Pin-type moisture meters measure resistance from point to point, then translate that into moisture content — the lower the resistance, the higher the MC. The type of material also affects the reading; I like this Extech model MO220 because it can be calibrated for hardwood or softwood and for many different species. Added functionality — like the ability to store data and download it to a computer — can drive the price of a meter up to $500-plus. The GE Protimeter, the Lignomat, and the Delmhorst are also good meters.
I take a measurement on the plate and in two spots on the stud, one near the plate and one about chest high. It’s important to bury the pins in the stud all the way to ensure accurate readings.
I use a Sharpie to mark the MC% and date on each stud I test. If the stud is in need of drying, I’ll mark a subsequent reading that shows a drop in moisture content of 1 or 2 points. I rarely mark more than three readings. Keeping track of how fast the wood is drying helps me estimate when moisture content will be low enough that I can schedule insulation and drywall.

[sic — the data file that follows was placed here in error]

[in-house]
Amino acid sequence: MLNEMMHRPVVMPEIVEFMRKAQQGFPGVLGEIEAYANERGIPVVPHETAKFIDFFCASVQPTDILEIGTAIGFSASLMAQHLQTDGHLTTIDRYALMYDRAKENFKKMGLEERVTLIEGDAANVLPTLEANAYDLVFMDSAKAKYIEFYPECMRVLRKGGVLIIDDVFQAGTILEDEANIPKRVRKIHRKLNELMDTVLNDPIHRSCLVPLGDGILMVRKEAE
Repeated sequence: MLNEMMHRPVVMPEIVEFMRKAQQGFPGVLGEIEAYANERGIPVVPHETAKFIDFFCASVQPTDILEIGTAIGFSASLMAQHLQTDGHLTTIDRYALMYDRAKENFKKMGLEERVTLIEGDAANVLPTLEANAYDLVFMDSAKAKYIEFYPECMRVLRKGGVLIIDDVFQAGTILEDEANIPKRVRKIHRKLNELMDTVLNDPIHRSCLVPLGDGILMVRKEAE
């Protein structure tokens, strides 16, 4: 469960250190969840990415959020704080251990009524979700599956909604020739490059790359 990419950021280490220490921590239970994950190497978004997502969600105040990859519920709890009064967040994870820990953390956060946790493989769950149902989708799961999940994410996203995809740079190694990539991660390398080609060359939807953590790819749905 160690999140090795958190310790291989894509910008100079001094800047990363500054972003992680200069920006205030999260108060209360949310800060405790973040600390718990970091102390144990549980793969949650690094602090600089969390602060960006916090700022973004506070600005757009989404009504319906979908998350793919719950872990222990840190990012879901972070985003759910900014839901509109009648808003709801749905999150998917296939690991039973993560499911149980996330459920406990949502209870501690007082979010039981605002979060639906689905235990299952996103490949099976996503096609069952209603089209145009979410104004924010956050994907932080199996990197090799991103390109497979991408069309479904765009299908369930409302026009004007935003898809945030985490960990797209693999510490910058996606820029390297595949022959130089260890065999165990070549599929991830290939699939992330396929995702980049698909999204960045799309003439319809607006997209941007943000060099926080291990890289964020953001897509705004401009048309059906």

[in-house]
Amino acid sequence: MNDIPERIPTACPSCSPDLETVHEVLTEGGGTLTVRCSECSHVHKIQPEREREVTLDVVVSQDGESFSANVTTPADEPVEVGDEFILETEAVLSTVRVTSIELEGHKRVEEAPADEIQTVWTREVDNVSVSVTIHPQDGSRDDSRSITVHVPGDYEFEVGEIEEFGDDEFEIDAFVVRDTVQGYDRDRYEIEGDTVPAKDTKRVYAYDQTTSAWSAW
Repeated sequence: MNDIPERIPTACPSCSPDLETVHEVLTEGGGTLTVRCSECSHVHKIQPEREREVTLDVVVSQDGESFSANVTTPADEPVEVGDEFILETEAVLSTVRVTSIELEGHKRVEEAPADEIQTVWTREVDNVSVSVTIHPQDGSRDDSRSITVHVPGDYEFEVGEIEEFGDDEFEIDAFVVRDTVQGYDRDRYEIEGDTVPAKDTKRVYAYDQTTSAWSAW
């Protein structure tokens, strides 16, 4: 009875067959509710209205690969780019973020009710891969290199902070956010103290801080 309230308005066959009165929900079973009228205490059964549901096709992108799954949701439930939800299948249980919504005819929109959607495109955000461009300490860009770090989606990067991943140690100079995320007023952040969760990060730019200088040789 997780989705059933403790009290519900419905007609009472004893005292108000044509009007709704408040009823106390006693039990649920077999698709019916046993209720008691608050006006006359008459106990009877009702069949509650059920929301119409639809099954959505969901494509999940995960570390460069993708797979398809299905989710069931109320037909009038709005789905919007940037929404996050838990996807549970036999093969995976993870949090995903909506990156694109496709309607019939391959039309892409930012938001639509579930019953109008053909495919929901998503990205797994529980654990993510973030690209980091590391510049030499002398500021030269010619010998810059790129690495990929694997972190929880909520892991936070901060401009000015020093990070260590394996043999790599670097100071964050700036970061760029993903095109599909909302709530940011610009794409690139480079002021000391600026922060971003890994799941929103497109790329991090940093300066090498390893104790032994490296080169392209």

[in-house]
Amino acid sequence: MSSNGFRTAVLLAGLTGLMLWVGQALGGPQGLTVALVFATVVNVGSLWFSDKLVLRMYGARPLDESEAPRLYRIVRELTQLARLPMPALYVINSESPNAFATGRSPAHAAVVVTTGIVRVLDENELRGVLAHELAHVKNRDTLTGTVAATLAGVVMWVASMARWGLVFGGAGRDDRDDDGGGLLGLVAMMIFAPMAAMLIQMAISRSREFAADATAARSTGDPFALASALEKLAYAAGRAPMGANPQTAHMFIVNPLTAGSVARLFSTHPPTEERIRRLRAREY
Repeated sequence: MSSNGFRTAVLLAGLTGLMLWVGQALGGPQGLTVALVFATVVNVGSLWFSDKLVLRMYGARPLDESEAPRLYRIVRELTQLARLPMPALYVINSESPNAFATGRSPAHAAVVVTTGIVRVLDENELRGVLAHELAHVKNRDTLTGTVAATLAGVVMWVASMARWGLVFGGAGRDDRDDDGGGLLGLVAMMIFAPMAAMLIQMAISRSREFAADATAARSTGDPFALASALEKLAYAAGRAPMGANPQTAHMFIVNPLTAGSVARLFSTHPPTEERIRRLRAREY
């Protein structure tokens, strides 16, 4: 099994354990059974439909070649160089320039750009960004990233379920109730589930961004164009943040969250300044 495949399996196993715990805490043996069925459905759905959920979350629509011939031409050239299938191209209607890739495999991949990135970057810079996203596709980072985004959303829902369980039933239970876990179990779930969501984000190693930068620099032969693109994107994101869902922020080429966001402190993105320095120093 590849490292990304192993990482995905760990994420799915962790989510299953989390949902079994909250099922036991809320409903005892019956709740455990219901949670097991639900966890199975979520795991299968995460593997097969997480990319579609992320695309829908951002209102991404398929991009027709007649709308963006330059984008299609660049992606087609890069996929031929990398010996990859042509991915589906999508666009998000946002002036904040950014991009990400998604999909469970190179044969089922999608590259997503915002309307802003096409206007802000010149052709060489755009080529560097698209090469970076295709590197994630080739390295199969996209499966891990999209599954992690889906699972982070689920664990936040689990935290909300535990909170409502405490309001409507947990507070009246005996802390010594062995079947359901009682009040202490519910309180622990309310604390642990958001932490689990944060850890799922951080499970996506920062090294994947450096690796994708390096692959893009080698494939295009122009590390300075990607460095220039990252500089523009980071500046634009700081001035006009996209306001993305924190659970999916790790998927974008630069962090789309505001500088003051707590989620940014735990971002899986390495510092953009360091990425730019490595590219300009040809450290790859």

The two-speed Quest C1000 (right) uses 2.4/2.8 amps (low/high) to move 2,700 cfm. The Quest A3000 box fan (left) operates in the same range, but its airflow is more diffuse. Because this equipment will get abused in the truck and on the site, I look for a durable molded plastic shell. Good commercial-grade fans start at about $300, and I own mine because I use them in a variety of situations (such as drying drywall mud). But they can also be rented from many of the national and local rental companies at a cost of about $10 per day or $150 per month.
No matter what the temperature is, wood won’t dry very fast in high humidity. I check outside humidity mainly to determine if a dehumidifier will be necessary. Here my Extech Humidity/Temperature Pen is reading 78.7°F, but humidity is also high at 75.7%. If humidity stays above 60% for 24 hours, I’ll bring in a dehumidifier.
Like all of my dehumidifiers, this Quest PowerDry 4000 has a built-in hygrometer. If I’m in the drying stage I set it to “Always On.” If I’m drying joint compound or paint, I set it to 55% RH (the range is 30% to 70%). If I’m keeping a house stable from trim stage onward, I’ll set it for around 45% RH.
Home Certified of Portland, Ore., provides temporary heat with electric heaters, which are typically set up after the shell is enclosed and used until the dust level in the house is low enough to run the home’s hvac system (usually about the time carpet is installed).